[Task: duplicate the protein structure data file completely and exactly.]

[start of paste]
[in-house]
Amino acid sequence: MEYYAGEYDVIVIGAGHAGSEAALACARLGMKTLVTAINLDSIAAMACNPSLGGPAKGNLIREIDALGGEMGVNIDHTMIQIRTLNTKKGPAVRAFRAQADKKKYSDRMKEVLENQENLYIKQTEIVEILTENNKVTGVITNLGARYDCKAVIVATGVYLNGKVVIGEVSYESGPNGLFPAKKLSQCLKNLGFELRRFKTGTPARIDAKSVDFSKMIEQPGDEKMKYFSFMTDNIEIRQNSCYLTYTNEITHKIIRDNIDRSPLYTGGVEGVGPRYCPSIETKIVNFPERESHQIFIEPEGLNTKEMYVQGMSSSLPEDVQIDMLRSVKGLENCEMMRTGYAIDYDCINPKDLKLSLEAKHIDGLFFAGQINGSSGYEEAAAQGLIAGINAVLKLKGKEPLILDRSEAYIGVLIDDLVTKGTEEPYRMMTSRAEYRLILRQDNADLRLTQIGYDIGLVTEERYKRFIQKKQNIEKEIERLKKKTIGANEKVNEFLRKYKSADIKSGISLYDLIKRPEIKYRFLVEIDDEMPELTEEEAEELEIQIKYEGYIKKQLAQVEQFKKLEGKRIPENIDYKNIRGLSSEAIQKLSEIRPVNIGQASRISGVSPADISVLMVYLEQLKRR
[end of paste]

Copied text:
[in-house]
Amino acid sequence: MEYYAGEYDVIVIGAGHAGSEAALACARLGMKTLVTAINLDSIAAMACNPSLGGPAKGNLIREIDALGGEMGVNIDHTMIQIRTLNTKKGPAVRAFRAQADKKKYSDRMKEVLENQENLYIKQTEIVEILTENNKVTGVITNLGARYDCKAVIVATGVYLNGKVVIGEVSYESGPNGLFPAKKLSQCLKNLGFELRRFKTGTPARIDAKSVDFSKMIEQPGDEKMKYFSFMTDNIEIRQNSCYLTYTNEITHKIIRDNIDRSPLYTGGVEGVGPRYCPSIETKIVNFPERESHQIFIEPEGLNTKEMYVQGMSSSLPEDVQIDMLRSVKGLENCEMMRTGYAIDYDCINPKDLKLSLEAKHIDGLFFAGQINGSSGYEEAAAQGLIAGINAVLKLKGKEPLILDRSEAYIGVLIDDLVTKGTEEPYRMMTSRAEYRLILRQDNADLRLTQIGYDIGLVTEERYKRFIQKKQNIEKEIERLKKKTIGANEKVNEFLRKYKSADIKSGISLYDLIKRPEIKYRFLVEIDDEMPELTEEEAEELEIQIKYEGYIKKQLAQVEQFKKLEGKRIPENIDYKNIRGLSSEAIQKLSEIRPVNIGQASRISGVSPADISVLMVYLEQLKRR